Limits to barter

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grenfell
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Limits to barter

Post by grenfell » Wed Oct 25, 2017 9:15 pm

I think most on here are pretty open to the idea of barter and a good few ,myself included , have already conducted transactions using that system. One such example is time I've traded with a book keeper who has helped us with the accounts although now we can largely manage without and only use her for the occasional check. My brother in law has also used her but has relied on her much more but has also traded his time for her time. As a consequence he now "owes" her ten days and it's that , amongst a few other things , that has made me think about any , for want of a better term , practical limits to barter.
Bartering a jacket for tins of beans , or firewood for a hot meal are one thing but should one want to buy or sell something of a relatively high value how should one approach this. My bil has owes ten days which at £120 per day amounts to £1200 but let's say we had our sights on a a vehicle that was worth £5000 . Would that be too much or if we were selling that vehicle what sort of thing would anyone accept?
Obviously this could very easily fall into the realms of precious metals but as some of us have relatively small amounts and others eschew them completely what are the alternatives or what limits would anyone set. I understand this isn't a question that has an actual correct answer and don't expect a figure to come up as such and I don't even think I've got a figure myself.
One other thing that occurred to me once I'd started to think about this was the cost ( as opposed to value) of what we currently look at as high cost goods. If barter is carried out to about the equilivent of a couple of thousand pounds would higher cost transactions reduce and the knock on effect be that those higher cost goods see a reduction in price. And does that bring us round to currently high cost but arguably low value goods such as jewellery being traded for currently lower cost goods ? Loaf of bread for a gold ring sort of thing?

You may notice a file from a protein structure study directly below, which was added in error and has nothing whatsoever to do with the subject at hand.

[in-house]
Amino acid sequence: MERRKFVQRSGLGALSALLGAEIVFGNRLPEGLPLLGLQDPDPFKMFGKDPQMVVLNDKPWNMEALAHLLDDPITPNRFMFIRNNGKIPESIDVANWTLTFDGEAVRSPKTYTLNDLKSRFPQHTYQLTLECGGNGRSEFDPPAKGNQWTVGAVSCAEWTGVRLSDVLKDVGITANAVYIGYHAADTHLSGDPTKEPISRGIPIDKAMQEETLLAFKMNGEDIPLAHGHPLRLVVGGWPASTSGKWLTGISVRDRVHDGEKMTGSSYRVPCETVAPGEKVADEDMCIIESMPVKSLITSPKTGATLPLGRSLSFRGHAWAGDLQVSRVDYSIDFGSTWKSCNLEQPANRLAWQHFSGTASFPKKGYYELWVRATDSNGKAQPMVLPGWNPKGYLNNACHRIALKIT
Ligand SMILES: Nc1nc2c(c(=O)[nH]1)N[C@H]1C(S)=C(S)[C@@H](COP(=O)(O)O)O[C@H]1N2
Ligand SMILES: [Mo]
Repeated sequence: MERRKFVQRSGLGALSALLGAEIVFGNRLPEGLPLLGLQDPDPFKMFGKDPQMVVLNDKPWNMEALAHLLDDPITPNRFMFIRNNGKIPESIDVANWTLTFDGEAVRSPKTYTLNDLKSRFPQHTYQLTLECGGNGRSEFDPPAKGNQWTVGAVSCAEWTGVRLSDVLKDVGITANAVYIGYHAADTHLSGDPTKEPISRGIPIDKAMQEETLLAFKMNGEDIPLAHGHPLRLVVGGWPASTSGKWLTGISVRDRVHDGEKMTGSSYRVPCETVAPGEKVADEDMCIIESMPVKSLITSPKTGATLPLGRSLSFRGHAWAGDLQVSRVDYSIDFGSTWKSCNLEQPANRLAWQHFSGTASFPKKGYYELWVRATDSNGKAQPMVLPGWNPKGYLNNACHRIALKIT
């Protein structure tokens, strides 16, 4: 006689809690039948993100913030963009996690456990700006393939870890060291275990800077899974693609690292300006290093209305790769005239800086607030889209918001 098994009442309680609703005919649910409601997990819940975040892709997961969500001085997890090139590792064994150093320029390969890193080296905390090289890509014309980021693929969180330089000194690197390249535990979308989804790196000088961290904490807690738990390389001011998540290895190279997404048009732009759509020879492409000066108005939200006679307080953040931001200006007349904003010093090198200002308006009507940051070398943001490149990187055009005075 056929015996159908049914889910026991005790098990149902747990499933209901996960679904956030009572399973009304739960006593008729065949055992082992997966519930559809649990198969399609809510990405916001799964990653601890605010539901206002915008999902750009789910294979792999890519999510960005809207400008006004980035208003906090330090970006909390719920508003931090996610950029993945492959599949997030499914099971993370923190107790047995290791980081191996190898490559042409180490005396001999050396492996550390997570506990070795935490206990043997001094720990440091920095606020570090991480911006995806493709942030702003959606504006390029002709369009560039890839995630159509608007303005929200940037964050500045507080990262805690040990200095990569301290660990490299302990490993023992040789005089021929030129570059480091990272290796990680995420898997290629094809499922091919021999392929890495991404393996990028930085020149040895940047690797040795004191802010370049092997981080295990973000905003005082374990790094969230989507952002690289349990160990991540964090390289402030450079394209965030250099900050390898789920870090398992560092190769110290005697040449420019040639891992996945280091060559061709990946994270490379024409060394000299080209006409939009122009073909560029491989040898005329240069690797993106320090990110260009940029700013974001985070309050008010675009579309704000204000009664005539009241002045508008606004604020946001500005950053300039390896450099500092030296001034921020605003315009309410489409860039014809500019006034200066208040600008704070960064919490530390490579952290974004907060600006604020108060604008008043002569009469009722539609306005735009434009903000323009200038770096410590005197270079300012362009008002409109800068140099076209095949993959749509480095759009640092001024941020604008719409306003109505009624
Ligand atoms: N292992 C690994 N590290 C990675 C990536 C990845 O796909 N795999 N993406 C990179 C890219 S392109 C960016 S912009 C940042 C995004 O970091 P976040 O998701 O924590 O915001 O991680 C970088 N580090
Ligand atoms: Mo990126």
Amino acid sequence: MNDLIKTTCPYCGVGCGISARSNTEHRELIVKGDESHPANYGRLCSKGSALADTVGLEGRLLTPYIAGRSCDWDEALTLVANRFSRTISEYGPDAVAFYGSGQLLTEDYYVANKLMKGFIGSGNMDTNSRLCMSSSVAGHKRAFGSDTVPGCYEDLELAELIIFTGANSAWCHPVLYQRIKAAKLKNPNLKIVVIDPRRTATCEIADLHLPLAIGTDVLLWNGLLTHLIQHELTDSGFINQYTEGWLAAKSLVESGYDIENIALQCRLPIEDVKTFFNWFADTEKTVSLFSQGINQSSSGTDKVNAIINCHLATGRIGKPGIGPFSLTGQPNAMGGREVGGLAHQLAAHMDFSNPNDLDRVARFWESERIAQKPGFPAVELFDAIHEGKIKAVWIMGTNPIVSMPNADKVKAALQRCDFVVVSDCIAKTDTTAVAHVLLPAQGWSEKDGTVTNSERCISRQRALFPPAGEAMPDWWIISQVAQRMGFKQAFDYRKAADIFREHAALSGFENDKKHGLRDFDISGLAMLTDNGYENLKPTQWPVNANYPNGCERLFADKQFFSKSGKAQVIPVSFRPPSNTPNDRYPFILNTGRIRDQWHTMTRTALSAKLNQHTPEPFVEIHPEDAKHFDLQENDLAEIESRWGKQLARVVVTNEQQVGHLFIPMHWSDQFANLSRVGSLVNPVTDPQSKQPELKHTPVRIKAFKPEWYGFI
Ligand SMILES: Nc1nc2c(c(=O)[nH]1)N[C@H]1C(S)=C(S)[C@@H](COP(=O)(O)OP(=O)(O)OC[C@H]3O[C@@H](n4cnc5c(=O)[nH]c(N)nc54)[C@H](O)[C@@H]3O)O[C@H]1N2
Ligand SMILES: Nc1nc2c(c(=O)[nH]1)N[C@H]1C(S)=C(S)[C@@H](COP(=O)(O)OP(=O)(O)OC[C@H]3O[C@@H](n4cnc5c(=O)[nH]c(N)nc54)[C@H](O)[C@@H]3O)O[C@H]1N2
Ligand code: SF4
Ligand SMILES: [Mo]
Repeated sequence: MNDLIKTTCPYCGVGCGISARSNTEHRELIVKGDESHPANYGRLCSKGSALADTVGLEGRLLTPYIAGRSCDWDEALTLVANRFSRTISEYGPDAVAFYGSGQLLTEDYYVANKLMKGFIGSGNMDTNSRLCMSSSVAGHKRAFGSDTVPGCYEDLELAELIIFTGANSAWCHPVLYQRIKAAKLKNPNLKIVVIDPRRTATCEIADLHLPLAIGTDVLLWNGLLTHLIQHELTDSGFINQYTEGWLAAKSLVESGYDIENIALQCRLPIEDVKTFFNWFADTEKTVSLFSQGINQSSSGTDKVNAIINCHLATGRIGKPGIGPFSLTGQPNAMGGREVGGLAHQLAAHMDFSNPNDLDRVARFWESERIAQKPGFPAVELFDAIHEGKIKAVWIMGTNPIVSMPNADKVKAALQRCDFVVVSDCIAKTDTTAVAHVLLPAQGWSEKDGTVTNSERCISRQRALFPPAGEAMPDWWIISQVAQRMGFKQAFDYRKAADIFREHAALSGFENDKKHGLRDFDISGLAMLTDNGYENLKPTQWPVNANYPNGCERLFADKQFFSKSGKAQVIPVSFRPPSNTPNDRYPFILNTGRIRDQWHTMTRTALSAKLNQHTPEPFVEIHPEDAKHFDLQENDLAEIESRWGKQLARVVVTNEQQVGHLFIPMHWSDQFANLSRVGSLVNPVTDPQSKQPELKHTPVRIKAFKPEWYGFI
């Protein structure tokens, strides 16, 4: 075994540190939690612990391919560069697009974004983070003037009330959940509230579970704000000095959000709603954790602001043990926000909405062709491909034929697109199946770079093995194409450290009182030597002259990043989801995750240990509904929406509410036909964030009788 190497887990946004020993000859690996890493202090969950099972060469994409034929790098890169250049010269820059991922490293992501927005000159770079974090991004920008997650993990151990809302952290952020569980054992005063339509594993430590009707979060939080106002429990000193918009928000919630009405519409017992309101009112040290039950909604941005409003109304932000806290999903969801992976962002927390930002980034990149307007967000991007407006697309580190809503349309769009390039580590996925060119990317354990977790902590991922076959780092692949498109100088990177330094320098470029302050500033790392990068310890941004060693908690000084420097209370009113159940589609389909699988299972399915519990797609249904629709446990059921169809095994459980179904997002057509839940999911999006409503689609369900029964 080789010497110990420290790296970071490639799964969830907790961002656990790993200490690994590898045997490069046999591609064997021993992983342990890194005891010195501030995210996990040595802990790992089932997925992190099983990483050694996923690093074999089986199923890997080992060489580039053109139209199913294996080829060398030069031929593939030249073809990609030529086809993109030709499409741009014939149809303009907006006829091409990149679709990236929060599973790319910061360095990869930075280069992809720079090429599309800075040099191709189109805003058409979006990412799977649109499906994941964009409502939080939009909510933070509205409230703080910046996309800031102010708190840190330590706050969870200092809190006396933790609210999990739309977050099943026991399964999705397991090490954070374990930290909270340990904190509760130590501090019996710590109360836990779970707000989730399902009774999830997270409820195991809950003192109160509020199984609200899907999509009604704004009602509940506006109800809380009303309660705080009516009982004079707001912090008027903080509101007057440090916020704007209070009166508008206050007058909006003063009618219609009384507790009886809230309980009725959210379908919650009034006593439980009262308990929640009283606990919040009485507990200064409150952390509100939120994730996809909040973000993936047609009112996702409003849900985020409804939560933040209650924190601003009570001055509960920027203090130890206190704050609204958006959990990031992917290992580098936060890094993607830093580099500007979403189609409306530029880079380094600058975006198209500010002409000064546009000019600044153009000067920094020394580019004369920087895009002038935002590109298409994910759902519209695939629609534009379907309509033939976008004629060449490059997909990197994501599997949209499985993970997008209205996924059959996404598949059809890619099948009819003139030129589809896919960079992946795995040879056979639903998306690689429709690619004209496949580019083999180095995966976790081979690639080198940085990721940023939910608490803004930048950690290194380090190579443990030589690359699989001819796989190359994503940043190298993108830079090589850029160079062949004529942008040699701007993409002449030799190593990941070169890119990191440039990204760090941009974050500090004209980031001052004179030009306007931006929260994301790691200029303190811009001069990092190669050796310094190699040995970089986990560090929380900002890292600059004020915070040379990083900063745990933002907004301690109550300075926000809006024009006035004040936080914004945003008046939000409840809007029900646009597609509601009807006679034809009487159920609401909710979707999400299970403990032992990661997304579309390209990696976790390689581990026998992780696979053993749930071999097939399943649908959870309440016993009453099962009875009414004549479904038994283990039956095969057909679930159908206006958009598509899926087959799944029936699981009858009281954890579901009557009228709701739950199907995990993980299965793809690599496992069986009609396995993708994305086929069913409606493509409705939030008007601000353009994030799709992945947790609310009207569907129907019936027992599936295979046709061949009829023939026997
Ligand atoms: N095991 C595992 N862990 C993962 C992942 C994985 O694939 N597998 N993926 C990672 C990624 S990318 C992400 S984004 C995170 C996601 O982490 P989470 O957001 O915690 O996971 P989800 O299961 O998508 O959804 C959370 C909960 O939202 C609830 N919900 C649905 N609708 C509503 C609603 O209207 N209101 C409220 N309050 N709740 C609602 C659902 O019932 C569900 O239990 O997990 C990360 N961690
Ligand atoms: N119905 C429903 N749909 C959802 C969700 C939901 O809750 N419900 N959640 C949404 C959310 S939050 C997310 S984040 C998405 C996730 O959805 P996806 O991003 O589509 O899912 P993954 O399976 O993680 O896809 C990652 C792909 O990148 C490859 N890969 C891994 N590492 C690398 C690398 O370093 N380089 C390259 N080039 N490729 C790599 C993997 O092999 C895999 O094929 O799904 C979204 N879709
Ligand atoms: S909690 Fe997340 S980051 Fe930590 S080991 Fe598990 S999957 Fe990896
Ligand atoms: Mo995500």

I wasn't completely sure which forum to put this in so if the moderators feel it might be better elsewhere...

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Deeps
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Re: Limits to barter

Post by Deeps » Wed Oct 25, 2017 11:39 pm

Good post, you raise some interesting issues.

I would imagine things being very fluid if we were at the bartering stage, initially I would guess it would be more the loaf of bread for a gold ring early on, if things did get properly nuts and we ended up up to our necks in the brown stuff all those who were collecting rolex's and gold rings might be looking swap them back for more practical things. While I don't really prep for 'forever' scenarios, that doesn't mean that it wouldn't happen or others might not have anything to trade for food other than their labour or whatever.

grenfell
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Re: Limits to barter

Post by grenfell » Thu Oct 26, 2017 7:03 am

Cheers , I could perhaps have made it a little clearer that the last paragraph was more a post event , post crash type of thing whereas for the most part I was wondering how much people would barter in the here and now . Would people except a transaction in the thousands being conducted without money being involved or is that too much of a risk?
I've asked about barter on other forums , often in a roundabout sort of way , and a common answer is that it's a nonstarter , it'd never work , few people today have anything material or any skills worth bartering. While there may be an element of truth I still think it's a concept to embrace before , for example , cash is replaced. Learn to swim before the ship starts sinking sort of thing.